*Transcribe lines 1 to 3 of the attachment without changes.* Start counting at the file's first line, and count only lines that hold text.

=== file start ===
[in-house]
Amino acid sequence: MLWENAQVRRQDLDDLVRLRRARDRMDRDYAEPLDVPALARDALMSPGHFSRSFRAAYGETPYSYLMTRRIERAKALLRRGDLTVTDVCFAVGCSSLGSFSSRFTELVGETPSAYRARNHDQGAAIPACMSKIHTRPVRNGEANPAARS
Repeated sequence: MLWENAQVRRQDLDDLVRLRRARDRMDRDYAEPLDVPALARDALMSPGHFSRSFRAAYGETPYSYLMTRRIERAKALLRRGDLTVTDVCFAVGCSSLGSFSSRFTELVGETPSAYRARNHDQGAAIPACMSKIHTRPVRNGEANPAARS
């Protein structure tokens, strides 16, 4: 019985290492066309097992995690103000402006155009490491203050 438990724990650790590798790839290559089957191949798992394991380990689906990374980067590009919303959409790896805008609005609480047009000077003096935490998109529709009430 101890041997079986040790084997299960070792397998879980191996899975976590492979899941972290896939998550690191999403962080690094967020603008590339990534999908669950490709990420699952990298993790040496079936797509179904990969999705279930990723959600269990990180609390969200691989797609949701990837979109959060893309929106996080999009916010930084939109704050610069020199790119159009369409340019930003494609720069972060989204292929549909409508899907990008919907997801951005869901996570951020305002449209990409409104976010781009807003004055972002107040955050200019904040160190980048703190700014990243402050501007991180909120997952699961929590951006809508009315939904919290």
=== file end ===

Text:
[in-house]
Amino acid sequence: MLWENAQVRRQDLDDLVRLRRARDRMDRDYAEPLDVPALARDALMSPGHFSRSFRAAYGETPYSYLMTRRIERAKALLRRGDLTVTDVCFAVGCSSLGSFSSRFTELVGETPSAYRARNHDQGAAIPACMSKIHTRPVRNGEANPAARS
Repeated sequence: MLWENAQVRRQDLDDLVRLRRARDRMDRDYAEPLDVPALARDALMSPGHFSRSFRAAYGETPYSYLMTRRIERAKALLRRGDLTVTDVCFAVGCSSLGSFSSRFTELVGETPSAYRARNHDQGAAIPACMSKIHTRPVRNGEANPAARS